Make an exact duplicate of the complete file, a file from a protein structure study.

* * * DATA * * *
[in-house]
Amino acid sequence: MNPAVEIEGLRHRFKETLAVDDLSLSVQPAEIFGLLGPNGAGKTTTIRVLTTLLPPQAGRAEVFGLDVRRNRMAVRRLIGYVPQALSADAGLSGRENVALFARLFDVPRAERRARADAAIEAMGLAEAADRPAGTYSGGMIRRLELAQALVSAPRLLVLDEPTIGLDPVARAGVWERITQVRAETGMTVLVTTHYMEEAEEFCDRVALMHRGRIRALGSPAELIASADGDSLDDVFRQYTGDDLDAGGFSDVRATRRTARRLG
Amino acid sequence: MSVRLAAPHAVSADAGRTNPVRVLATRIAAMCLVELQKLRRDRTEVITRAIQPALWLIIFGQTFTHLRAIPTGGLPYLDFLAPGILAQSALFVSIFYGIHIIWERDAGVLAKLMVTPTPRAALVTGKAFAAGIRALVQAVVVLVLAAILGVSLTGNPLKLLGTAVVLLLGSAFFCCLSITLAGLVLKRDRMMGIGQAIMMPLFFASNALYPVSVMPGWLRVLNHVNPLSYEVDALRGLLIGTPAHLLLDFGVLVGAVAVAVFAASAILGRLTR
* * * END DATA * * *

[in-house]
Amino acid sequence: MNPAVEIEGLRHRFKETLAVDDLSLSVQPAEIFGLLGPNGAGKTTTIRVLTTLLPPQAGRAEVFGLDVRRNRMAVRRLIGYVPQALSADAGLSGRENVALFARLFDVPRAERRARADAAIEAMGLAEAADRPAGTYSGGMIRRLELAQALVSAPRLLVLDEPTIGLDPVARAGVWERITQVRAETGMTVLVTTHYMEEAEEFCDRVALMHRGRIRALGSPAELIASADGDSLDDVFRQYTGDDLDAGGFSDVRATRRTARRLG
Amino acid sequence: MSVRLAAPHAVSADAGRTNPVRVLATRIAAMCLVELQKLRRDRTEVITRAIQPALWLIIFGQTFTHLRAIPTGGLPYLDFLAPGILAQSALFVSIFYGIHIIWERDAGVLAKLMVTPTPRAALVTGKAFAAGIRALVQAVVVLVLAAILGVSLTGNPLKLLGTAVVLLLGSAFFCCLSITLAGLVLKRDRMMGIGQAIMMPLFFASNALYPVSVMPGWLRVLNHVNPLSYEVDALRGLLIGTPAHLLLDFGVLVGAVAVAVFAASAILGRLTR